1. Jesus, you don’t ask easy questions do you? I don’t know what ‘doing something artistic’ would mean. It seems to me that we invent ways of making meaning, that’s what humans do. Because being a human being, getting born and individuating is basically traumatic, the meaning we work out partly comes out of that. If being a human being was struggle free, completely blissful all the time I bet there’d be no art as we know it. In individuation we always have to search the margins, find the ways in which we might surprise ourselves, because we reify identity, make it solid, or try to in order to survive. But that solidity means that we always avoid what will challenge that solidity. Which is a problem, because the margins of our identity, our blind spots are where the interesting stuff is. Which is why parapraxes (‘freudian slips’) are so intriguing and so common. Babies and so on, next comment.

  17. A bit slow getting back to you onthis one, as I was up late reading on my new Kindle (early birthday prez), and reading Jonathan Lear’s ‘Radical Hope: Ethics in the time of cultural devastation’, eerily relevant to almost everything I have blogged about.
    Anyway, your babies and 5yo.(i’m on safer ground as its within my professional capability, as opposed to the rest of the time when I’m just making stuff up). Its a really interesting question you have asked. In regard to your 5yo, obviously you want to, and are, putting some boundaries around here appropriately (don’t pick them up by the neck etc, and in relation to this you might want to ensure that 5yo isn’t alone with twins just yet. Not that she is cruel or whatever, but elder siblings are often very normally ambivalent about new younger ones). As for your own state of mind, the question is what could happen if you could just sit and contain it and watch it? I can’t give you a way thru it, because it is meaning that only you can make. But it sounds as though something very interesting is going down. Most significantly, you may in fact not just be dealing with your own stuff, but actually carrying something for your 5yo (ie: her feelings around all this sudden eruption and change) and if you that’s so, and you carry it for her for a bit, by containing, watching, and sometimes giving appropriate direction, all will be well.

  18. Stephen, it’s probably a bit late to respond to this post, but I just found it so eloquent and moving. Also, mournful, in a sort of Proustian mourning of time lost way. What are we looking for when we burrow through those grubby discarded garage sale book boxes that everyone else walks past? Are we searching for answers – or for consolation – on this lost time? Similarly, your book that would investigate the first lines of books and where you were when you read them would be such a journey. Rereading a first line of a book one has read long ago can quite shockingly transport one to that long-forgotten, long left-behind place and self; to be reunited with this seemingly lost time is almost beyond the material value of the world.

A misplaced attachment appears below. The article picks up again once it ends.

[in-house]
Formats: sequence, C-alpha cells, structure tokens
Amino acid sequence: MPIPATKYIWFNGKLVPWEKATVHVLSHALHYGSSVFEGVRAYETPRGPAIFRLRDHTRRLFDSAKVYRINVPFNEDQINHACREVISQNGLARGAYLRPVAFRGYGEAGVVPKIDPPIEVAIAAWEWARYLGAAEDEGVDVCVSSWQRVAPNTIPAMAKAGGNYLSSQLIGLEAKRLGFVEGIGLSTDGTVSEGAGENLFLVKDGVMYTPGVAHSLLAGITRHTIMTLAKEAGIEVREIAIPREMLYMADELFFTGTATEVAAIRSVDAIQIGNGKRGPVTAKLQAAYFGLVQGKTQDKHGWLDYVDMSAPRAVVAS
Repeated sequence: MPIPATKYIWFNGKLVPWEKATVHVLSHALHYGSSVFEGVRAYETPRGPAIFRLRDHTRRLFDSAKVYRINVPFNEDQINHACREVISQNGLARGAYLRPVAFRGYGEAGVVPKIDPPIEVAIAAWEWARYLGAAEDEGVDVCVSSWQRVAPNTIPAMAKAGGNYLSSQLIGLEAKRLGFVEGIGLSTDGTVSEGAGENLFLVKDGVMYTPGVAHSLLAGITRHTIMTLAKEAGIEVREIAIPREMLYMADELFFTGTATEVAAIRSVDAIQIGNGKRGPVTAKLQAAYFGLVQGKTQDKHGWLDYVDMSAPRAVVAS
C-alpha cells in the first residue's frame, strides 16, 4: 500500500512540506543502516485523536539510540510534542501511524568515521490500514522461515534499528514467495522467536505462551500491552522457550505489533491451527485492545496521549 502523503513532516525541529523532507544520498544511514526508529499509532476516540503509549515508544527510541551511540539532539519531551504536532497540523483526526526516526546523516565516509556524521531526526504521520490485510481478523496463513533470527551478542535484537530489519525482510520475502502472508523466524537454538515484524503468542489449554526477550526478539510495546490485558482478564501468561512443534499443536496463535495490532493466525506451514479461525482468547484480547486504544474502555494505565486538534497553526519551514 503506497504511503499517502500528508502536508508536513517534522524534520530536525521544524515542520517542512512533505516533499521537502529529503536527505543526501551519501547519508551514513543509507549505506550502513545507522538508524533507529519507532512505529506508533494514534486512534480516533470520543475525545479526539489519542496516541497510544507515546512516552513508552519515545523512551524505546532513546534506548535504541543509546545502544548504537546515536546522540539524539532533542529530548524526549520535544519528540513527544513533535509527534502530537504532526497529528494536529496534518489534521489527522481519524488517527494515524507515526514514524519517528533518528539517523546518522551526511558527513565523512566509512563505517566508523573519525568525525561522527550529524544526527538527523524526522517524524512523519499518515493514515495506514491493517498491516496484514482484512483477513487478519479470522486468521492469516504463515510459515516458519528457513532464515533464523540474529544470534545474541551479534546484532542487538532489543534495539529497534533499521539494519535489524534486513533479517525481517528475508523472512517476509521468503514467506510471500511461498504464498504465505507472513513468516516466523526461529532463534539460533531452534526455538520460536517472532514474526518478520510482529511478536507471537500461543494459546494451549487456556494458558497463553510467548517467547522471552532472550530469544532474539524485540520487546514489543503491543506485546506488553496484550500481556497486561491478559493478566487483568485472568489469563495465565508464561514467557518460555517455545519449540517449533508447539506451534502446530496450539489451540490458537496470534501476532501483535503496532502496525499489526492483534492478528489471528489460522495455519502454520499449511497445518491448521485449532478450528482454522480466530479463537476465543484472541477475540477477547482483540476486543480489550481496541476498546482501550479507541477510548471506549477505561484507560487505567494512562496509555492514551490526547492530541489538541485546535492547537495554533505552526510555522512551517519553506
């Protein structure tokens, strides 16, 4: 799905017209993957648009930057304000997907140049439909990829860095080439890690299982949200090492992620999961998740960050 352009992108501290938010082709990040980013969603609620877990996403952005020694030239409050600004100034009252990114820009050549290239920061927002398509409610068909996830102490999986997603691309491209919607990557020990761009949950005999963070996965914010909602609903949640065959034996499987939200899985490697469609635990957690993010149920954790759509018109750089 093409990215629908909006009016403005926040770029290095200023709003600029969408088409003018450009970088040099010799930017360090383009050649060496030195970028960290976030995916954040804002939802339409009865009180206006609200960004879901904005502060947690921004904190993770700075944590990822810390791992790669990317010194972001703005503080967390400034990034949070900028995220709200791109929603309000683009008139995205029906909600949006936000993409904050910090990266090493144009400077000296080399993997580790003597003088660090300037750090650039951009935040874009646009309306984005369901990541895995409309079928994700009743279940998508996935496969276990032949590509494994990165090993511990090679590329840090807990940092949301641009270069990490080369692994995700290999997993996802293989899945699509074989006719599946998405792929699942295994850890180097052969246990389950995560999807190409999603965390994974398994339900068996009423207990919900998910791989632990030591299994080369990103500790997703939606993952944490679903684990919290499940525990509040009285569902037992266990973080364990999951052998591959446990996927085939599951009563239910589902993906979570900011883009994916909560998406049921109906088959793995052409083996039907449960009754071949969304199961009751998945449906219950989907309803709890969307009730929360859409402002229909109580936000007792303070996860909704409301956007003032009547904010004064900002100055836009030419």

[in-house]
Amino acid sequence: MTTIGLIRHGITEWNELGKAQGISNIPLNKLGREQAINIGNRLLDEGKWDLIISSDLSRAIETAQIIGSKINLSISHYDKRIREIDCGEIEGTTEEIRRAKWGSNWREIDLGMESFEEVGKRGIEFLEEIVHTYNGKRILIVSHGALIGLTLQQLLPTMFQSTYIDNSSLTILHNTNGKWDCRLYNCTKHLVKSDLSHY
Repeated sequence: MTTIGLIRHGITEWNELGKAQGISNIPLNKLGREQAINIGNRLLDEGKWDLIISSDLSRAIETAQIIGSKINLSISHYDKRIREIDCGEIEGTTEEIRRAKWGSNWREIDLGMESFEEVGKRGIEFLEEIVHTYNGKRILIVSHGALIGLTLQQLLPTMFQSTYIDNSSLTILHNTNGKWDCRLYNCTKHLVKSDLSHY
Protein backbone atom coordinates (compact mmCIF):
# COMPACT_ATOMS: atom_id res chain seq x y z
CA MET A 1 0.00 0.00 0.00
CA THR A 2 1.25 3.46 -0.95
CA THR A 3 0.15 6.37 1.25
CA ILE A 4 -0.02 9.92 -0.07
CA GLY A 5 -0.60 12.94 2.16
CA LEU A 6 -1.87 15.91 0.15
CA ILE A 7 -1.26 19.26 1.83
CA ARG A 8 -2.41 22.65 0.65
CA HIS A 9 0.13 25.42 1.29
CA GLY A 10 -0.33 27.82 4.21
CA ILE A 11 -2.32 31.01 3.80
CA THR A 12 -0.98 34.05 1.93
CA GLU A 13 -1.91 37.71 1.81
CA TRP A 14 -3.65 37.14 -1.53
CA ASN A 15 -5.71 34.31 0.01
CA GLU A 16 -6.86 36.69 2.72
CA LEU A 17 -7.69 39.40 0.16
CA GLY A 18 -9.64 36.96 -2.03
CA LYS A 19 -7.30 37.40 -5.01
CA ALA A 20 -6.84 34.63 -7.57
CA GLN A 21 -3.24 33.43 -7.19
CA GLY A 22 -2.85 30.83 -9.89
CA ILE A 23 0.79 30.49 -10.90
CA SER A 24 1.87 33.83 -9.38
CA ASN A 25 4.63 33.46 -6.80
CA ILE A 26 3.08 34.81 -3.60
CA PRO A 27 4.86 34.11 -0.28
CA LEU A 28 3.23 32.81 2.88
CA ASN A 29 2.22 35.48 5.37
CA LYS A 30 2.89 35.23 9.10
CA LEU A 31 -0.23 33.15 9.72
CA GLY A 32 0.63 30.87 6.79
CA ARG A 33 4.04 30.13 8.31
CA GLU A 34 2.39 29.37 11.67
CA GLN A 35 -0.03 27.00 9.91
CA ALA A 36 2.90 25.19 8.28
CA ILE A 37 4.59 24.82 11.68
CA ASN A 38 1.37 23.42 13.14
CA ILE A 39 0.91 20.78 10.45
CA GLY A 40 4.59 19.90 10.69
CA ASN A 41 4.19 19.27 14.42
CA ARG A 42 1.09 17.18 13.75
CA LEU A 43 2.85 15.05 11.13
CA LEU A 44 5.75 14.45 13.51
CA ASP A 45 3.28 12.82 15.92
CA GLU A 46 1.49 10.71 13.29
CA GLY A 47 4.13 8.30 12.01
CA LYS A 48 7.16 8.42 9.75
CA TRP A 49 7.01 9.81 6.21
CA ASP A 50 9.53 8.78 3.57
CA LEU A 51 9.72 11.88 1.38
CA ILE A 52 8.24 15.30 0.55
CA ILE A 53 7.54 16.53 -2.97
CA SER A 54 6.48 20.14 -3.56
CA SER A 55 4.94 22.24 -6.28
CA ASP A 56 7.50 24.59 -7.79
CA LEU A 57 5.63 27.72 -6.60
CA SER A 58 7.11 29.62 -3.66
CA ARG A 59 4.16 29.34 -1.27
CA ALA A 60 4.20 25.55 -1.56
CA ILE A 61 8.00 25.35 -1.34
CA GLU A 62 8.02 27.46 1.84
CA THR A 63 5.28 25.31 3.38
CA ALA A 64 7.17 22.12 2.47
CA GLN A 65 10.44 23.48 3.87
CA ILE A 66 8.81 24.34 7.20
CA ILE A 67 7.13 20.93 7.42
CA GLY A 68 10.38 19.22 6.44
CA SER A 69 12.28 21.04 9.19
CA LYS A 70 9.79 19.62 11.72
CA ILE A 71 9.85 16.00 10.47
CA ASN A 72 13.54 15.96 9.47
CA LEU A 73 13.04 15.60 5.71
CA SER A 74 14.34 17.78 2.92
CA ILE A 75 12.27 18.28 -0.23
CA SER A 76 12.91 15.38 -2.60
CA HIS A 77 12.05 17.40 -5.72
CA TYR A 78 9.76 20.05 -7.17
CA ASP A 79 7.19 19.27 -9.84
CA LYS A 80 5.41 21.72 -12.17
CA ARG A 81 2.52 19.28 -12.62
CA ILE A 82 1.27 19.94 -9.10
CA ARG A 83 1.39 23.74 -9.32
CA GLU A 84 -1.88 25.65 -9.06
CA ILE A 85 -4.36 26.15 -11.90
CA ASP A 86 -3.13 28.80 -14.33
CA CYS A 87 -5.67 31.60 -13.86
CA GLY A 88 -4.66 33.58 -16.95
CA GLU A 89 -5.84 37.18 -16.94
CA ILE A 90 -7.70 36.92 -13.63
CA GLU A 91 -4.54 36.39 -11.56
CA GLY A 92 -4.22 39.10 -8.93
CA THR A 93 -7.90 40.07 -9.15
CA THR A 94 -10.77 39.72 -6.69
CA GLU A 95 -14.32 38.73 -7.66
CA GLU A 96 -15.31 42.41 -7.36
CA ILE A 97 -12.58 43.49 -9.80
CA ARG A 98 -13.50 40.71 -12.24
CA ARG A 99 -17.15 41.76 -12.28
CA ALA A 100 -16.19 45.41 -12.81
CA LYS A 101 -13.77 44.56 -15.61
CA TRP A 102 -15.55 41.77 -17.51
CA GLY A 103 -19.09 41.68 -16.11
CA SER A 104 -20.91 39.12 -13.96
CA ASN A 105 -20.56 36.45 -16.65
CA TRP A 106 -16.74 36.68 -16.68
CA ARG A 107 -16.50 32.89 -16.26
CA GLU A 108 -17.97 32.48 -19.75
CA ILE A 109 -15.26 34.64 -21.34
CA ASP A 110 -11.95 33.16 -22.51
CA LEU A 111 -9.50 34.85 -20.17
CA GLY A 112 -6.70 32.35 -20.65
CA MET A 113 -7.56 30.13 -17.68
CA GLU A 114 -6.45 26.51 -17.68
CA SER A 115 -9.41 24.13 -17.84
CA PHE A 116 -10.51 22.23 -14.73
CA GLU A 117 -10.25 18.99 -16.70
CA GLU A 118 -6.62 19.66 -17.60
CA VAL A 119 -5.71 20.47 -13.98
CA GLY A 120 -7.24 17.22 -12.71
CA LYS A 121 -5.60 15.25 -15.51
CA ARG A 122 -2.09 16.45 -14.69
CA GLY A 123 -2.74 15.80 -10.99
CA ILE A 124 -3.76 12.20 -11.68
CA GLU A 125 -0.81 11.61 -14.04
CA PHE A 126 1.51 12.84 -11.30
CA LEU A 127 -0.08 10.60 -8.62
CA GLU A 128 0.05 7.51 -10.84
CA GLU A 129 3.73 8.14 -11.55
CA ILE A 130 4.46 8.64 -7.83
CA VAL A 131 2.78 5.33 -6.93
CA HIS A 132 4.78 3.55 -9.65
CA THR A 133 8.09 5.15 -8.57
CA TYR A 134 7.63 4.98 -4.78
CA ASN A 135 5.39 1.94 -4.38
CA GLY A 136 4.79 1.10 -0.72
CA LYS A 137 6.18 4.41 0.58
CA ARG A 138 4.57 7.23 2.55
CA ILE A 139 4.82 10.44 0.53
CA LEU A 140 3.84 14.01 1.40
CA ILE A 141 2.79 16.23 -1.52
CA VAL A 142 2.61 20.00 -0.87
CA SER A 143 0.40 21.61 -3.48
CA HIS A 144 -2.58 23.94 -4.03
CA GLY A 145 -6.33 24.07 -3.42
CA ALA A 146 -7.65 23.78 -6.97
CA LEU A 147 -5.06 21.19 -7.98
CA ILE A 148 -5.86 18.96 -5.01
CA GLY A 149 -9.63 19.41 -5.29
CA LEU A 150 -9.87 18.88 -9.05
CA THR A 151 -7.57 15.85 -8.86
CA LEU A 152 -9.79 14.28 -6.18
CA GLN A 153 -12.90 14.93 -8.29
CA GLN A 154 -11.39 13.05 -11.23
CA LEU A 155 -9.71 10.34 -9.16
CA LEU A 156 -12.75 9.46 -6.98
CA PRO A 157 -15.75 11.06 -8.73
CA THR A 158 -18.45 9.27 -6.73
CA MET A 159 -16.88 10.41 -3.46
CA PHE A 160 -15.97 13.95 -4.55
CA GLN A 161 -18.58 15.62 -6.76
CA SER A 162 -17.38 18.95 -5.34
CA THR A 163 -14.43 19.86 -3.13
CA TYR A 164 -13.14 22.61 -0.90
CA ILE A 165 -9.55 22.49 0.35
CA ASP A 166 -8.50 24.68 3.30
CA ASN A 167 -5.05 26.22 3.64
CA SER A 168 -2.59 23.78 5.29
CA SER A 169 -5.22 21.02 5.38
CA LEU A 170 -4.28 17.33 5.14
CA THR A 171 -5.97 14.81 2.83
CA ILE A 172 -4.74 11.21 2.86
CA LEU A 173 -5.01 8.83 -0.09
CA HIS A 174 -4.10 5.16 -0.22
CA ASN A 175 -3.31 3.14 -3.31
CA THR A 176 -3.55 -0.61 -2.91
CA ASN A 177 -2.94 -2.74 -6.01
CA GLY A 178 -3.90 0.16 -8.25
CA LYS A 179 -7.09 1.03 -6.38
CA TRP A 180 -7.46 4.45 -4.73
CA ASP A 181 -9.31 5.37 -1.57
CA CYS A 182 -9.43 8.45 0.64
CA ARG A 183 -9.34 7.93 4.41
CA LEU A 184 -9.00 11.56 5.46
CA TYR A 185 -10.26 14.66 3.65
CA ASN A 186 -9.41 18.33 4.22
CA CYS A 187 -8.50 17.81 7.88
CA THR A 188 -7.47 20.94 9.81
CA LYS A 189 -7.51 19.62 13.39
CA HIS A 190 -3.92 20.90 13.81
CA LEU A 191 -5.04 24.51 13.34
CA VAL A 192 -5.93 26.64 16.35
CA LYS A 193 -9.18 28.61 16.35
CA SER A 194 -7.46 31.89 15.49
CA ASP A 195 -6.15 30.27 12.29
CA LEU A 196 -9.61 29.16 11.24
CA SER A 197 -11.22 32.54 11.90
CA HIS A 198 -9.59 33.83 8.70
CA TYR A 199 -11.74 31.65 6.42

Can I reassure you that all of the imaginary essays you had brought to life in your head – that they weren’t a waste and that you hadn’t necessarily overlooked the more important universals in life? This is because the timeless and transcendent is actually present in the particular and the mundane. Our daily throw-away conversations with our kids, for instance, often have so much unappreciated poignancy and meaning. They go to the root of all that we are here to do. It may be a case of us just being open to them, to see properly. Another example: the energy and beauty of the essay form comes from the fact that it works its magic by tracing the transcendent and universal through the particular or seemingly trivial.

  19. Hi Betty, its never too late too talk. I am a bit of a Proust fan as it happens, and I too wonder what it is that we are looking for when we go looking for books. I think there is a lot of acknowledged mourning in the way we live our lives, and we try to shore ourselves up in so many ways, plugging the spots where the capacity to mourn gets exposed.
    I have also worked with children a lot, and transience is a more acknowledged part of childhood (for children) than it is for adults I think.
    And the essay is a neglected form. There are a zillion poetry comps in Australia, and hardly any for essays. The meandering, contingent essay probably doesn’t have much of an audience among publishers. Which is why I am grateful to Overland for the chance to write an ephemeral mini-essay once a week.

  20. Stephen,

    I greatly enjoyed this post, which was recommended to me. Your imaginary essay titles are great and remind me of a verbal juxtaposition of the real and imaginary in much the same manner that Nick Bantock’s images do, combining to create a place that doesn’t exist, though it’s plausible, and should.